Ten writers for children. All with something to say.


Europe Calling

I was fortunate to spend five weeks this summer in Europe, two in Lithuania, two in Denmark, and one in Norway. I was in Vilnius as part of Summer Literary Seminars and this provided an opening to a part of the world I knew little about. Vilnius was a major center of Jewish life before the war and after the Holocaust, only traces of this remain. The history hangs heavy, and Lithuania, which has only been a country since 1990, is struggling to come to terms with what happened before, during, and after the war and what it means to be Lithuanian. I was surprised how deeply this place spoke to me and the enormous contrasts between darkness and light provided a constant churning. It's also a country where basketball is hugely popular and people wanted to talk hoops. I had time and space in Vilnius to write and look forward to going back.

On the way we stopped in Denmark to spend time with Fiona's cousin Claire and her family on their farm. We enjoyed the chickens, pigs, horses, cats, and dogs and the seven children who range in age from eighteen to three. We also stayed at Fiona's uncle and aunt's cottage in Langeland, which was remote and beautiful. It rained almost every day, which was a nice break from the heat of Minnesota.

Back home, we marked the one-year anniversary of my mother's death on August 30 and I'm still sorting through that and working things out with my siblings. The travel this summer provided a separation and an opportunity to reflect on my new situation and what I want to do.

Fiona received an invitation to speak in Norway the first week in September and I could not pass up the chance to go with her. We spent a few days in Trondheim, pictured above, which is the farthest north I've been in the world. We saw few tourists there and remarked on how many similarities were apparent between Norwegians and Minnesotans. In Oslo we met with writers, editors, and publishers, and I was amazed to find out some of the differences. In Norway, college tuition is free, writers are eligible for government stipends, and when a children's book is published, the government buys 1,500 copies for Norwegian schools and libraries. Considering the population differential that would be like 75,000 copies being bought in the States for libraries for each book. I'd be fine with 1,500.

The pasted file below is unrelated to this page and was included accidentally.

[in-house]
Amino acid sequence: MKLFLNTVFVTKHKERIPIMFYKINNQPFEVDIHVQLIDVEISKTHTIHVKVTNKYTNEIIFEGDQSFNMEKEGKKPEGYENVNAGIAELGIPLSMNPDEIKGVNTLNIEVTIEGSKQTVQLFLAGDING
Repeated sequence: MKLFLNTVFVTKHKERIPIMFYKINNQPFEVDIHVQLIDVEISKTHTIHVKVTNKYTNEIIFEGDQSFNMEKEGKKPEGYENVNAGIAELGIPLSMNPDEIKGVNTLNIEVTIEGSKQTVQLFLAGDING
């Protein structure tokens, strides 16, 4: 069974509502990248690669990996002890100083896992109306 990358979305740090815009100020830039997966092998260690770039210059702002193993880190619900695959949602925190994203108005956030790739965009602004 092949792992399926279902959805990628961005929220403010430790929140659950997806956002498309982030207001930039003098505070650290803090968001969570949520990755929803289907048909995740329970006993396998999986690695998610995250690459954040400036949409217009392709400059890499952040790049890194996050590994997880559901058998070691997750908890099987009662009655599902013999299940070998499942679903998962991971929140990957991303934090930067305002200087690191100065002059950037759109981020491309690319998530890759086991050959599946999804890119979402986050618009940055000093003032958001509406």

In between trips, we had two weddings, a week-long visit from our nephew, and an abundant garden year. I value the transition time of September and am glad to reconnect with my fellow Spuds.


Lauren said...

John, I am thrilled to read about your summer and all of the places you visited! Who knew basketball was a sport in Lithuania? And the company of family as well as writers sounds very rich. I have a friend who lives on a remote island off the coast of Norway and Trondheim is the nearest village for shopping. I think I must make time to visit. She and her husband left St. Paul years ago to raise their children in Norway-- with free college and stipends for writing, I can see why. Welcome home, John, I hope your fall continues harvesting all that you cultivated this summer.

Christy said...

It does indeed sound tempting to be a children's book writer in Norway.

I like all the points of connection you find every place you go. You make a fine ambassador, John.

All this travel, and then it's nice to come home bringing new friends and new perspectives as you start up comforting routines again. Happy writing.

Edie Hemingway said...

John, what a rich summer of travel and cultural experiences! I admire how you make the most of these opportunities and am sure they will be reflected in your writing and in the way you live your life.

Stephanie said...

Sounds like a great summer. Whenever I hear the name Vilnius, I think of Sean Connery in The Hunt for Red October...

David LaRochelle said...

Where will you go next, John? I can only imagine!

Such a smart man you are to take advantage of these opportunities, and to welcome them into your life.

mark said...

Sounds like an eventful summer, John. Strange how history can linger in the very fabric of a place, at times. Glad to hear you're back stateside and returning to your usual (productive) routine!